In most Asian countries esoteric Buddhism (Tantrayana) declined in the past, while the Tibetans alone preserved the full richness of tantric preserved the full richness of tantric traditions to our times. Thus this study is based on several Tibetan sources never presented in any modern language-some of them were translated, some were given as a summary.
The main concern of this study is to exhibit and analyse the traditions of the Old School of Tibetan Buddhism i.e. the rnying-ma-pa. For the first time there is shown that the history of the Old School goes far beyond the eminent tantric master Padmasambhava; some sources hint at a non-Indian origin of some tantric cycles. The whole tradition of the Old School is divided into two lineages: one of the Pronouncements and the other of the Concealed Treasures. Each lineage is discussed in detail-more than twenty biographies of the famous masters of the Old School are rendered. The author's commentary on these facts and events aims at giving an impression of the spiritual life within the Old School and links the results of this study with the hitherto existing knowledge of esoteric Buddhism. This study exhibits a great deal of so far unknown facts and events that are indispensable for understanding thought and history of Tantric Buddhism in Tibet.
The author, Dr.(Mrs.) Eva Dargyay, is Reader in Tibetology at the University of Munich (West Germany). Being a Cerman specialist in Tibetan and Buddhist studies, she is married to a Tibetan Geshay.
The study and appreciation of Tibetan Buddhism is a comparatively recent development. There are many reasons for the fact that an immensely important field in the history of ideas has been neglected for such a long time. The remoteness and inaccessibility of Tibet has tended to shroud what the Tibetans thought, and on what they built their civilization, in mystery, and the myth that Tibetan literature is but a mass of translations from Sanskrit and Middle-Indian vernaculars, perpetuated by academics in the East and the West alike and re-endorsed by a certain segment of the Tibetans themselves that recognizes only Indian sources, prevented people from looking deeper. It shall not be denied that much of Tibetan literature has been translated from Indian sources and that Tibetan Buddhism is deeply indebted to Indian Buddhism, but in the life of a people the important point is not so much the fact that texts were translated but what these translations achieved by stimulating the minds of the people who were eager to absorb and assimilate new ideas. As a matter of fact the indigenous literature that developed in the wake of the translations far exceeds the translations and it is a sad state of affairs that hardly anything of it is known outside Tibet. Moreover Tibetan Buddhism has traits of which no Indian origin is known.
By its geography Tibet was exposed to different influences, if by this term we understand a recasting of ideas rather than a mere superimposition. To the west it was a country of vague definition, known as Shang-shung (zhang-zhung). Its capital to the west of Mount Kailas was until recently a favourite place of pilgrimage for Hindus. The country seems to have had contacts with the neighbouring Indian regions of Kulu and Jalandhar by passes which are still used today. But it also seems to have had close contacts with Kashmir, noted as a great Buddhist country, attracting visitors from as far away as China, especially from the 5th to the 8th centuries. According to Tibetan tradition Shang-shung is the home of the Bon religion which shows both Buddhist and even Iranian influences and which must be credited to have paved the way for the ready acceptance of new ideas. But before Tibet proper emerged as an Asian power and established formal contacts with its neighbours, Nepal and India in the South and China to the East, its main cultural link has been with the Ch'iang tribes on China's north-western borders, who lived within the reach of the trade routes that linked China with India, Iran, and, ultimately, Byzantium and along which all kinds of cultural ideas and artistic motifs found their way into Tibet.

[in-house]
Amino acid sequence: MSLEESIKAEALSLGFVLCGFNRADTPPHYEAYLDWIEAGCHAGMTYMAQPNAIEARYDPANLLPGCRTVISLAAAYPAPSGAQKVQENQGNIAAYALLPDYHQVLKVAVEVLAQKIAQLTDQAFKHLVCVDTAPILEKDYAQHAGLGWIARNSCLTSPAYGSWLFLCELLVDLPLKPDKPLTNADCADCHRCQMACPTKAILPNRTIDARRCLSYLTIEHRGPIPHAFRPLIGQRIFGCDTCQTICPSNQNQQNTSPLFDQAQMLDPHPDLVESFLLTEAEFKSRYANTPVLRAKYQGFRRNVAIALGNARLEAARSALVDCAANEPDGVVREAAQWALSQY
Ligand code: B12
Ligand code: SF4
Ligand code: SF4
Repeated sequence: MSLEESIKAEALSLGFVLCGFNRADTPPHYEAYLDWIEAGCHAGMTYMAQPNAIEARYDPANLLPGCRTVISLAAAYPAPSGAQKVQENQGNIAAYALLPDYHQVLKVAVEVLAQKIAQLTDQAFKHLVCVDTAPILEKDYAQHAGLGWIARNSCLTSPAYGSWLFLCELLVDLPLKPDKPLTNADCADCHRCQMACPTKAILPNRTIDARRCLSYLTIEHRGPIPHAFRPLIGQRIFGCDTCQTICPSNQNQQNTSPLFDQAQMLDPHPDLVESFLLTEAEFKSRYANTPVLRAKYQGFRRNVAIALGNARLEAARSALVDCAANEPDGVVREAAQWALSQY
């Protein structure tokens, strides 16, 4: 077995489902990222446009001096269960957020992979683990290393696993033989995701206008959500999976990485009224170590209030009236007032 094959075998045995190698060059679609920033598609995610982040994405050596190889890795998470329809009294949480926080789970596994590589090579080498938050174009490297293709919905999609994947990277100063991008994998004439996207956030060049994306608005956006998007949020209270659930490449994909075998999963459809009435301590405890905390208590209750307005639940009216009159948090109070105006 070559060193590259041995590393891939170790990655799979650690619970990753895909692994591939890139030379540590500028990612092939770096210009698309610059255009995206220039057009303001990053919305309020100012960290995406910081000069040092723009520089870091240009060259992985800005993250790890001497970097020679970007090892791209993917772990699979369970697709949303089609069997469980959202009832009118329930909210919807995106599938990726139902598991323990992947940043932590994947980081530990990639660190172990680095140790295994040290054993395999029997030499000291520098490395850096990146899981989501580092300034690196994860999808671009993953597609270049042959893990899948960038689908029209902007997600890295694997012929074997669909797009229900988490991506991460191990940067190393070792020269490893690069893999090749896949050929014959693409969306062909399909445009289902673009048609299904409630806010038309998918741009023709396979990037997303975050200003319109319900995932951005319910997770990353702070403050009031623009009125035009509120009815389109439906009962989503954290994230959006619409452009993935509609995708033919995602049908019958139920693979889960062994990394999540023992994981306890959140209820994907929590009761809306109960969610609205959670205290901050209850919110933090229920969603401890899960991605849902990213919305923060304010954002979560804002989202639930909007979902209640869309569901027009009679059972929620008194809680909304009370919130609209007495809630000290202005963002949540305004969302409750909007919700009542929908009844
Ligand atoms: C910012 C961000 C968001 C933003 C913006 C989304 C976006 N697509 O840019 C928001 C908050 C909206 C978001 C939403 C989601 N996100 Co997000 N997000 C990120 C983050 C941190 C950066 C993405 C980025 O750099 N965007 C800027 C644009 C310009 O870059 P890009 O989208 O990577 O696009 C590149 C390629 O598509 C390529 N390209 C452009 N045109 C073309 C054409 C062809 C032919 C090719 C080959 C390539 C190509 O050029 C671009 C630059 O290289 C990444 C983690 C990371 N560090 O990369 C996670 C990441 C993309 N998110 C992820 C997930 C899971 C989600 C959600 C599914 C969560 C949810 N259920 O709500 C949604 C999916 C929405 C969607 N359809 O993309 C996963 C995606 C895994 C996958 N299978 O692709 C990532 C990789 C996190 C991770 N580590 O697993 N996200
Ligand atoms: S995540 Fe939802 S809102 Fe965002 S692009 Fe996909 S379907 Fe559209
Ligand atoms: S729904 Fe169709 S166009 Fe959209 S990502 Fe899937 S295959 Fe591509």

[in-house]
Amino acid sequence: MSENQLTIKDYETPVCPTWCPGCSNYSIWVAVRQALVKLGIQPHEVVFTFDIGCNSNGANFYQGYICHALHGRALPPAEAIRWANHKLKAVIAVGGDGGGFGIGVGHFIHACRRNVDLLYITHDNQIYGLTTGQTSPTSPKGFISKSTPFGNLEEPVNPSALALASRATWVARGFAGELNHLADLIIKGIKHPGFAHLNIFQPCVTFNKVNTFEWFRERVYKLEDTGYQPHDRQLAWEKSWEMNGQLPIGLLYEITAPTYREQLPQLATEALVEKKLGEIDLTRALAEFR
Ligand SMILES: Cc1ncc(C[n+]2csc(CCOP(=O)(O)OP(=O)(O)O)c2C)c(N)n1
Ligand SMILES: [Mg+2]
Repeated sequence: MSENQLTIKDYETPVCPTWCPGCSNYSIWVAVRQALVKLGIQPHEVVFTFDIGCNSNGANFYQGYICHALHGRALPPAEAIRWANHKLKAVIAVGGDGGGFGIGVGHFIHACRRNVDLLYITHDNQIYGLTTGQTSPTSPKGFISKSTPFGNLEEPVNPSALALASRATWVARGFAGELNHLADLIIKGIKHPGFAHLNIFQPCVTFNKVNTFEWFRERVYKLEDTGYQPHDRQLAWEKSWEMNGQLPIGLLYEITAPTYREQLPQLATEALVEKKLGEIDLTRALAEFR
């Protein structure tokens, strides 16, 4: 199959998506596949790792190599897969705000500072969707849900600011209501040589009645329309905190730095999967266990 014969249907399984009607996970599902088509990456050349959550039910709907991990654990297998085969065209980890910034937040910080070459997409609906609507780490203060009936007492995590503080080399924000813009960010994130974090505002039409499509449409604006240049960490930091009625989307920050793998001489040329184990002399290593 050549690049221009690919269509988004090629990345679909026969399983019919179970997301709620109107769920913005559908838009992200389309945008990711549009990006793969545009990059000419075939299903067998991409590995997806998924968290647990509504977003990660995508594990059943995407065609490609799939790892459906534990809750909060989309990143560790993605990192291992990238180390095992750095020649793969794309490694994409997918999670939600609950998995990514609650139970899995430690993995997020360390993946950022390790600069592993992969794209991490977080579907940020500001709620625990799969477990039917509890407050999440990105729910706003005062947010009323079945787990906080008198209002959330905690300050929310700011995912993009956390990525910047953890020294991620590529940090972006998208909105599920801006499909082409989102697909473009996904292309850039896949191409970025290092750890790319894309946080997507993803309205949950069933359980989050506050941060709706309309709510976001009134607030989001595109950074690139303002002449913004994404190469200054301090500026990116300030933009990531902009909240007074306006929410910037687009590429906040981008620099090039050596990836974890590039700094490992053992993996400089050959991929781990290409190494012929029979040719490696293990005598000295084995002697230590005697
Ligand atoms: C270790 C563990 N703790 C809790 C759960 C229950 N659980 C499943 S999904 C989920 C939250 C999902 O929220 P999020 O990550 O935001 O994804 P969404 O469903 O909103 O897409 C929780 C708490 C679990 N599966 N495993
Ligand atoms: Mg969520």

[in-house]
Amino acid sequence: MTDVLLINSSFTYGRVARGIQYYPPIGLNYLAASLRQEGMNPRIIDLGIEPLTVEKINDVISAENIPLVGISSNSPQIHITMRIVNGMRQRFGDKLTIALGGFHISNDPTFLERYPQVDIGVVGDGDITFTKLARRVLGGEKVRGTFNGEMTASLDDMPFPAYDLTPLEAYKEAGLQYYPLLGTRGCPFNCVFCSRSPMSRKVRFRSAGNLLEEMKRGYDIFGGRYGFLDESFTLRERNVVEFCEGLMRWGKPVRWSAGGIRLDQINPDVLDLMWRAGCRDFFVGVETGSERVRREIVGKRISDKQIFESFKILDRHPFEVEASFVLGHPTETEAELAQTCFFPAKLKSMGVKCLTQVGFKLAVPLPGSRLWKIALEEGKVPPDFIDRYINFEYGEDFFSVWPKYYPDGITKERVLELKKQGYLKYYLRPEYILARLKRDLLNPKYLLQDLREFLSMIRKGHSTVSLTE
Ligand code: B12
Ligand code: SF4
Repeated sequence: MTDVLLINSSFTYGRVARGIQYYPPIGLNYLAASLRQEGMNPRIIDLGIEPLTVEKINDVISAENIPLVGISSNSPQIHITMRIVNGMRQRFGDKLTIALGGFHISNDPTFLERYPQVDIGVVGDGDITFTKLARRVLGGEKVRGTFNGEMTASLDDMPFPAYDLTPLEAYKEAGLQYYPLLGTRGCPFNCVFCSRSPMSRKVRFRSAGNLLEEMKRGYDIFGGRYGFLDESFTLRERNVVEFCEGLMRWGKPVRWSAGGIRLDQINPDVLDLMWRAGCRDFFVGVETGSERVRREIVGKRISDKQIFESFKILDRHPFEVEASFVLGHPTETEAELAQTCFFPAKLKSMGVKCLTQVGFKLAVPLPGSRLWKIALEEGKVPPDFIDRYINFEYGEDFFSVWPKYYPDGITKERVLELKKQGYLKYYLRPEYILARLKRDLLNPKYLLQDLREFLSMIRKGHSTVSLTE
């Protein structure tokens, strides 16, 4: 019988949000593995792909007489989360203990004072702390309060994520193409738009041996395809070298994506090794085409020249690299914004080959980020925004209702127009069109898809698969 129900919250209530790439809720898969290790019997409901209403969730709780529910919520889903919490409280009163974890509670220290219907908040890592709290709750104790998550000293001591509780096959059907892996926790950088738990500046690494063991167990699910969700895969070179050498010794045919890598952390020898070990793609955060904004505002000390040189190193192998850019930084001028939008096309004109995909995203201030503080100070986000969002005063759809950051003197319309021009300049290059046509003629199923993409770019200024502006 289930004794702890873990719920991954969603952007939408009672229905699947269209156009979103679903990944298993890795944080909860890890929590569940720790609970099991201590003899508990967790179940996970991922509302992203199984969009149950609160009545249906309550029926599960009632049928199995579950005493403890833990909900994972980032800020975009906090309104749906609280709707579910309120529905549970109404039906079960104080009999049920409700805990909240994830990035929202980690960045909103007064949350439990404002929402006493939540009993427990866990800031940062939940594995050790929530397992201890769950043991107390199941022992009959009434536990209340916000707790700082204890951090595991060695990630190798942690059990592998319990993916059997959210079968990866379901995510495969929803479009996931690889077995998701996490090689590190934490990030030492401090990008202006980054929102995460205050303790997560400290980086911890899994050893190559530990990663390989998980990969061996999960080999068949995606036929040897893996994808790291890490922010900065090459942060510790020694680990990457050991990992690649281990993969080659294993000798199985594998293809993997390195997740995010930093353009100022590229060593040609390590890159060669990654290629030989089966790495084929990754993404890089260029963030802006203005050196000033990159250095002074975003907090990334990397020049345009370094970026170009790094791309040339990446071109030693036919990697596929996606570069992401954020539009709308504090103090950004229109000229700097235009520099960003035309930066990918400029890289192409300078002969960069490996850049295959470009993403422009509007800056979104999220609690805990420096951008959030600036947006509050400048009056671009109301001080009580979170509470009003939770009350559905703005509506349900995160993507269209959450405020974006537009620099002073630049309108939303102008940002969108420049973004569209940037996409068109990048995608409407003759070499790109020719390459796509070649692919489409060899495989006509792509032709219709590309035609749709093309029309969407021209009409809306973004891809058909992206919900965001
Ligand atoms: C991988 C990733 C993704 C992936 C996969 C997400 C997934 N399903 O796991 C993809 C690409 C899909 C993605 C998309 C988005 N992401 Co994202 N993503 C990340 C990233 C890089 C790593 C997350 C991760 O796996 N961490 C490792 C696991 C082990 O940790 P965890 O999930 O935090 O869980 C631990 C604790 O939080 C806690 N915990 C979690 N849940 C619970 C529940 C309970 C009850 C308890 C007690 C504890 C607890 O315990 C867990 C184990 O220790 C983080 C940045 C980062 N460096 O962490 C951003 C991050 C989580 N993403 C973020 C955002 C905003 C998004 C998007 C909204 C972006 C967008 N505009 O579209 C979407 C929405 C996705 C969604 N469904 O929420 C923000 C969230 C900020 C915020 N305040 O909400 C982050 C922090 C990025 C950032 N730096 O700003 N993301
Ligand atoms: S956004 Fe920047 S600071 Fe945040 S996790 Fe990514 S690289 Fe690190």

Dr. Eva Dargyay's book deals with the formative period of Tibetan Buddhism and centres round the tradition of the 'Old School' which may be said to have kept the spirit of Buddhism alive, since it was less interested in power politics and mere scholastic debates on problems of philosophy. This school frankly admits that some of its leading figures came from China and that they played an important role in the formation of its way of thought which, for political reasons, had to go 'underground', not only figuratively but quite literally. The period of the so-called 'Religious kings of Tibet' marked a growing emphasis on the Indian contribution which, philosophically speaking, was noted for its interest in epistemology and its almost total rejection of metaphysics. But metaphysics is the life of philosophy; it has lived on in the 'Old School' which had to 'conceal' its texts in face of the changed intellectual and political climate. Later on, when the connection with Chinese Buddhist thought had been mostly forgotten, these texts were 'rediscovered'. Of course, 'reiscovery' implies 're-interpretation' as well as continuity.
Dr. Eva Dargyay thoroughly investigates the many problems connected with the 'Old School'. Thereby she is able to throw new light on the rather enigmatic personality of Padmasambhava.
Students of early Tibetan history and thought will no doubt be grateful to Dr. Eva Dargyay for having undertaken this arduous task of unraveling the traditions and their intricate interrelationships, of one of the most fascinating ways of thinking.
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